Regulation

E-cig makers warn new regs would extinguish industry

Electronic cigarette manufacturers are fighting to change a provision in looming regulations for electronic cigarettes that they warn would all but wipe out 99 percent of the burgeoning industry.

In it's proposed rule to assert, for the first time, its authority over e-cigarettes, the Food and Drug Administration said all products that hit stores after February of 2007 would have to apply retroactively for approval - a process that companies say would be prohibitively expensive.

As much as 99 percent of the applicable products came after 2007, said Jan Verleur, co-founder and CEO of VMR Products.

VMR, best known for manufacturing the brand V2, claims to be the world's largest online retailer for e-cigarettes, with over $100 million in sales. But with over 500 "SKUs," or individual products, Verleur said the FDA's new regulations could carry a compliance cost that's five times the company's revenue size.

"This makes it so any product released after the grandfather date would require premarket approval," he said of the FDA's proposed rule. "The process could cost us half a million to million dollars per SKU."

FDA spokesman Michael Felberbaum said the agency does not believe it has the authority to alter or amend the grandfathering date, since it was set by statute in the Family Smoking Prevention and Tobacco Control Act (TCA) that was signed into law by President Obama in 2009.

"The agency sought comment on whether there are other legal interpretations of the grandfather provision that FDA should consider," he said.

The agency received over 135,000 comments on the rule, which was first proposed more than a year ago. With the final regulations now months overdue, industry and advocacy groups are pushing the FDA to release a final rule this summer.

"FDA is committed to moving forward expeditiously to finalize the rule," Felberbaum said of the current timeline, though he declined to elaborate.

While e-cig makers say the rule would benefit the sellers of conventional cigarettes, even major tobacco firms developing electronic brands are pushing back against the rule.

Altria, for instance, supports the FDA's move to regulate e-cigarettes. But the company, which owns Philip Morris USA, said the Feb. 15, 2007, date no longer makes sense.

"Not revising this date would mean that newly-deemed tobacco products - like e-cigarettes - would be treated much more harshly than originally-regulated products, such as cigarettes, as they will face a substantial equivalence period that is much longer, at least four times longer, than what cigarettes faced when they came under FDA's jurisdiction in 2009," company spokesman David Sutton said.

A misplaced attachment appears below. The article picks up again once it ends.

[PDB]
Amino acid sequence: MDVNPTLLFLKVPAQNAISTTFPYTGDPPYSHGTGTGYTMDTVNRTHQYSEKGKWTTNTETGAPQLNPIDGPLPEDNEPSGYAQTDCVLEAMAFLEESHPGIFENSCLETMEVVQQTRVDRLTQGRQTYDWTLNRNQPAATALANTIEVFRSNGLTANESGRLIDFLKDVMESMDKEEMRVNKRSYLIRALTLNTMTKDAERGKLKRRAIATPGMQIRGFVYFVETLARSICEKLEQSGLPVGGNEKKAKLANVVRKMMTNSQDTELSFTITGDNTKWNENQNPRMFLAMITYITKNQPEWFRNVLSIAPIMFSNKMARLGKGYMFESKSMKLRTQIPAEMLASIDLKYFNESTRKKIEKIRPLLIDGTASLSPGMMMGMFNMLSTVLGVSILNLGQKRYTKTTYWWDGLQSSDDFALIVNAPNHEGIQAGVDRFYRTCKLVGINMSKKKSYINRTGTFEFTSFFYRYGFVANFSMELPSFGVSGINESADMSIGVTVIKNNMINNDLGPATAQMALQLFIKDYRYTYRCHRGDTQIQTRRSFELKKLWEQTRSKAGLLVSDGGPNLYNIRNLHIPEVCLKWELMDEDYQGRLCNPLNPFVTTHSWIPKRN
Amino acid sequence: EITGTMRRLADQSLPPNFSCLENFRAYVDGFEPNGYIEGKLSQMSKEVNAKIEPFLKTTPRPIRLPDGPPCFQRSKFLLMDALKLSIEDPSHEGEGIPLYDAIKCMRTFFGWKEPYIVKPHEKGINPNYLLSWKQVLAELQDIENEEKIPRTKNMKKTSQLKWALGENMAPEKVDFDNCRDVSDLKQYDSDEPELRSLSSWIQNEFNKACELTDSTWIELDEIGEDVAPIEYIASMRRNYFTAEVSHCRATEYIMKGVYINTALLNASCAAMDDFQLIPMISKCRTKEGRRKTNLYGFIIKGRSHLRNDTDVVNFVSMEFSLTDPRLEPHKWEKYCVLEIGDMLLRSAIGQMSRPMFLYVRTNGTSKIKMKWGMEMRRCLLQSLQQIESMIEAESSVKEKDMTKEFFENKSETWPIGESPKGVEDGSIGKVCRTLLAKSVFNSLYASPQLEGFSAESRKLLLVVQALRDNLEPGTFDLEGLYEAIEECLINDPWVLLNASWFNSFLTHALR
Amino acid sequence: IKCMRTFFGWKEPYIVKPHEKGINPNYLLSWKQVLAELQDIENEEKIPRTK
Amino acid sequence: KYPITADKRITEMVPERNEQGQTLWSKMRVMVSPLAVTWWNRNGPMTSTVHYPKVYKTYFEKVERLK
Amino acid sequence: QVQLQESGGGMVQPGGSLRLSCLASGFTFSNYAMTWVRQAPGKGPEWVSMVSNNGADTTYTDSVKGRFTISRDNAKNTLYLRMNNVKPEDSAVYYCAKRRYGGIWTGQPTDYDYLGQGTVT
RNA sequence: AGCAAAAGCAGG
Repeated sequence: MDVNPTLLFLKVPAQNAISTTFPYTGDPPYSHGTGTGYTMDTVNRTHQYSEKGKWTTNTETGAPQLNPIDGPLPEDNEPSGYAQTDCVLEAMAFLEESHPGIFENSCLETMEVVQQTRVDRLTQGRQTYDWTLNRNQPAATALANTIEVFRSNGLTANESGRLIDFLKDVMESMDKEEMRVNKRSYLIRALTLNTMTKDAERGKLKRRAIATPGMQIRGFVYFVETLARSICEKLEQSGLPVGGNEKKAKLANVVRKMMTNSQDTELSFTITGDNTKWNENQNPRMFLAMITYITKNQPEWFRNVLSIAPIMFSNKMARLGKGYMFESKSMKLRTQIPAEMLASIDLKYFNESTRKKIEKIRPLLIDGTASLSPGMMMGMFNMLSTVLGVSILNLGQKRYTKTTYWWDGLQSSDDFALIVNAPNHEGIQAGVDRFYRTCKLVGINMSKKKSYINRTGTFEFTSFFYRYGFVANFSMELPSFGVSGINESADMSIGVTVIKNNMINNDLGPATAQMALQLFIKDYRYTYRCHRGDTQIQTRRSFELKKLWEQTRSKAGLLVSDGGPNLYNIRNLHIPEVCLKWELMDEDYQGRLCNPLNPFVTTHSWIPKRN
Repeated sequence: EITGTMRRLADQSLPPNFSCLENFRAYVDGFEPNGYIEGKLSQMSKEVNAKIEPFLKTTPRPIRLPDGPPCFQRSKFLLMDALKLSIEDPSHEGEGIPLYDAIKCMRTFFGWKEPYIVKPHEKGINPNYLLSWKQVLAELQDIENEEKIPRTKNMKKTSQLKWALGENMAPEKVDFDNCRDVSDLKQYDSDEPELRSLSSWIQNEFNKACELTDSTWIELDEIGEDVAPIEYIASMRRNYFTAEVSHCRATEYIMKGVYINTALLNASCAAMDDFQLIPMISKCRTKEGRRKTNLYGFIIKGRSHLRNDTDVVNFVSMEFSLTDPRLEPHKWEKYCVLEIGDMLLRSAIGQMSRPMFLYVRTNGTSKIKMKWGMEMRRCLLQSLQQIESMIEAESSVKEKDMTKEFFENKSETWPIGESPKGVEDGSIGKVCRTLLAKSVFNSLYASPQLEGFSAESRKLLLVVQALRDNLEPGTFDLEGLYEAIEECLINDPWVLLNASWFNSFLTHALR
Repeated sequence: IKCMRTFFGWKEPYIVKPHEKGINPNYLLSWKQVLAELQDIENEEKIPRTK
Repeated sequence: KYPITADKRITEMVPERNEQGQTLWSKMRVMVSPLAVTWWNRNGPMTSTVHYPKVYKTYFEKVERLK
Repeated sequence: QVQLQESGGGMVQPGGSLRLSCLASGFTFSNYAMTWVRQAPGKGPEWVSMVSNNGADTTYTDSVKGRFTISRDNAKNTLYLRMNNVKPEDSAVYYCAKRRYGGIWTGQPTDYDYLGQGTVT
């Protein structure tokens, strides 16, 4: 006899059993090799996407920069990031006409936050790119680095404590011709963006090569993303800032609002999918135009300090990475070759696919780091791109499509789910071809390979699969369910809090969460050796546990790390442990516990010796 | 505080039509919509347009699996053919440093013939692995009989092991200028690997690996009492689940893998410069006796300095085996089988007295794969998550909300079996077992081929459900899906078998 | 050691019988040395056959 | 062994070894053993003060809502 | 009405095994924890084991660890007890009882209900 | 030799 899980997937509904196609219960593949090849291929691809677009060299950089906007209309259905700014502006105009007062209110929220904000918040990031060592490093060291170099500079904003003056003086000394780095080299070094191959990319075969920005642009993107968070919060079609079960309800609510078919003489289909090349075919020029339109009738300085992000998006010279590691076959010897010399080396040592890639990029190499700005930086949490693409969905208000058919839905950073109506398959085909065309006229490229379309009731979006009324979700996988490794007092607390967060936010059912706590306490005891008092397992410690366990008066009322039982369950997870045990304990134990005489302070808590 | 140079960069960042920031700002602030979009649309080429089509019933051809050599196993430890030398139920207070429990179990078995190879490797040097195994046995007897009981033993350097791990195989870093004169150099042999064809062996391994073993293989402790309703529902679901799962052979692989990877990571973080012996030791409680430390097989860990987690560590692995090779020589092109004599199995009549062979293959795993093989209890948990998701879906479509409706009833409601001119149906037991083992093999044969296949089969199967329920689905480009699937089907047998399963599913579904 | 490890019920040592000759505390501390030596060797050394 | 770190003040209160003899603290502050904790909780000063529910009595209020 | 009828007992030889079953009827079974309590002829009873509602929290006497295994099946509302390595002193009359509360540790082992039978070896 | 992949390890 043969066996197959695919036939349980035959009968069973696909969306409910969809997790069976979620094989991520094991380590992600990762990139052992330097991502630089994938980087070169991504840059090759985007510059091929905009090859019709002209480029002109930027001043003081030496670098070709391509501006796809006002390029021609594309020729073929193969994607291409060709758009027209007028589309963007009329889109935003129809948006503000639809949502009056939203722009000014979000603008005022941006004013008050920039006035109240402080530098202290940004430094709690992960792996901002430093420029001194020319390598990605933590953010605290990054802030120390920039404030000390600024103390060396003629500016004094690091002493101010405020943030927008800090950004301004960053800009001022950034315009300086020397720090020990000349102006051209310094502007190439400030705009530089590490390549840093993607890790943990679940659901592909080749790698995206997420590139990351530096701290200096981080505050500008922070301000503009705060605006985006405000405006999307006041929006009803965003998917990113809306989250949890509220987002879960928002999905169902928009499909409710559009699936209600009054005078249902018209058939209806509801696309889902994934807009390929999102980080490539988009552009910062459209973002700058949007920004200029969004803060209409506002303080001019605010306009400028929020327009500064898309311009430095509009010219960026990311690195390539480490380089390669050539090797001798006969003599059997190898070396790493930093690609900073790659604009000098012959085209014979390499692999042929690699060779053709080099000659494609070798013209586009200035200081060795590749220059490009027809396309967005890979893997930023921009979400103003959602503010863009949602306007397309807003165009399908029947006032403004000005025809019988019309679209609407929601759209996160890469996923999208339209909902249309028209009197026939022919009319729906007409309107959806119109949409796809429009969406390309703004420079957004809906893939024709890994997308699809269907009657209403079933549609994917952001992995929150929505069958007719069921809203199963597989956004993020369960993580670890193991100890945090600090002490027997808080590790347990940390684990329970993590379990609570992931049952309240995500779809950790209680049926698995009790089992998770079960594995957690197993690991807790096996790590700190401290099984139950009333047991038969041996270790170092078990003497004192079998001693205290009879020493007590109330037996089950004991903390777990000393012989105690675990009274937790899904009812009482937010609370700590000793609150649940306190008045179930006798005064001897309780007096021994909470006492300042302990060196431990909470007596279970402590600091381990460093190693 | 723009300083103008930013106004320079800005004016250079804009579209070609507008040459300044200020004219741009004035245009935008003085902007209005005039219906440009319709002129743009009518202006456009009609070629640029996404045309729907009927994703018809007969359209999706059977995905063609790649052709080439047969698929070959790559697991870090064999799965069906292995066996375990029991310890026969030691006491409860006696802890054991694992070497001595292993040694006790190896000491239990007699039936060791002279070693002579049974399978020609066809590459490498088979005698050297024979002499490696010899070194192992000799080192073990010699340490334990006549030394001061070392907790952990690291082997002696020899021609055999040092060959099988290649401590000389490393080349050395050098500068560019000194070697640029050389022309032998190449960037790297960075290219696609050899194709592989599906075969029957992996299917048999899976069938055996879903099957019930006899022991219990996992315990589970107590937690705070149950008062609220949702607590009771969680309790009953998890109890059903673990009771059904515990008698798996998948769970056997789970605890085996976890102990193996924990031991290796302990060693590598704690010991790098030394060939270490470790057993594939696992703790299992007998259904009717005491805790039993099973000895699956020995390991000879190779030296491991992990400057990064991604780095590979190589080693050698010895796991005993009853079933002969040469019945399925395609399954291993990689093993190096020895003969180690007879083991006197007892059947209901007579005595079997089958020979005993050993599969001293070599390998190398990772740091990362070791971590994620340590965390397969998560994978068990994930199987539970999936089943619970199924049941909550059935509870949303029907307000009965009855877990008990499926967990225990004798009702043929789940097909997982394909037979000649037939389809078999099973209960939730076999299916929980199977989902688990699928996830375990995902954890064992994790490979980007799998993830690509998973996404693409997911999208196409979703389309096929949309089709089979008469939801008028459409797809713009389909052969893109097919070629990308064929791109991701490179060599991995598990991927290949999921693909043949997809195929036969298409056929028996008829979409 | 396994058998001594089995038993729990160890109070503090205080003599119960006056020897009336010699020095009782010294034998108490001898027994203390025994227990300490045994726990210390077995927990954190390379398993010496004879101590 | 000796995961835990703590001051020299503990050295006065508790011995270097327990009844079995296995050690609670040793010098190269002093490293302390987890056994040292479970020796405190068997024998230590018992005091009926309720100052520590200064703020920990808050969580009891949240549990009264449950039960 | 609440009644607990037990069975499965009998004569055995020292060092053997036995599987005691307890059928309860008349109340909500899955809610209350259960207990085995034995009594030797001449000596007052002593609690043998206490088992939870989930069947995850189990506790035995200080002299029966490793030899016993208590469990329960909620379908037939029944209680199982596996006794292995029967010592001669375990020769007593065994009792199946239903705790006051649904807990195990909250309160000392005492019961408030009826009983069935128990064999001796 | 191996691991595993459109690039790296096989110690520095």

Altria, which owns the e-cigarette companies Nu Mark and Green Smoke, said its goal is to develop and market nicotine products that consumers want in whatever category that may be.

"The e-vapor category has grown significantly since 2008," Sutton said. "If the adult consumer is looking for that alternative, we want to be providing those types of products to those adult consumers who want to move into that category."

The FDA said it intends to provide time for all regulated entities, including small businesses, to comply with the requirements of the deeming rule. In it's rulemaking, the agency said manufacturers will have 24 months to submit their pre-market tobacco applications and will be able to continue selling their products while applications are under review.

The agency estimates that the pre-market application process will cost the e-cigarette industry between $6.67 million to $26.68 million in the first 24 months. For those companies aiming to prove they were on the market in time to be exempt from the application process, projected costs run anywhere from $120,361 to $4.13 million in the first 24 months, according to the FDA.

Pharmacist and inventor Hon Lik first developed the electronic cigarette in Beijing, China, more than a decade ago. But there is debate among industry groups about who was first to market the product in the U.S. and when the product first hit stores. The Consumer Advocates for Smokefree Alternatives Association (CASAA) said it was between 2006 and 2007.

Due to the emerging nature of these products and unanswered questions about their health effects, the FDA has said the benefits of regulating electronic cigarettes "are unknown and therefore cannot be quantified."

The industry is steeling for a legal battle over the rule. Because the economic impact of the rule is so great, Verleur said, a court would likely grant an industry's request for an injunction.

"It's essentially a death sentence for industry," he said. "It could be held up in litigation for many years."

In Congress, meanwhile, Rep. Tom Cole (R-Okla.) has introduced legislation to clarify that the FDA has authority to adjust the dates and timelines for deemed tobacco products.

In a statement, Cole said it's important for regulations to be prospective in nature.

"It is unfair to penalize those products previously unregulated once the FDA decides to regulate something new," he said. "An arbitrary 2007 date should not be the 'grandfathering standard' for all products the FDA may decide to regulate in 2010 or in 2100. My legislation ensures the grandfathering date is linked to the actual regulations that FDA proposes."

Separately, a $20.65 billion agriculture appropriations bill that cleared the relevant committees in both the House and Senate would keep the FDA's Center for Tobacco Products from forcing e-cigarettes already on the market to go through the lengthy and costly premarket review process.

However, due to funding concerns, the bill has hit a dead end in both chambers.

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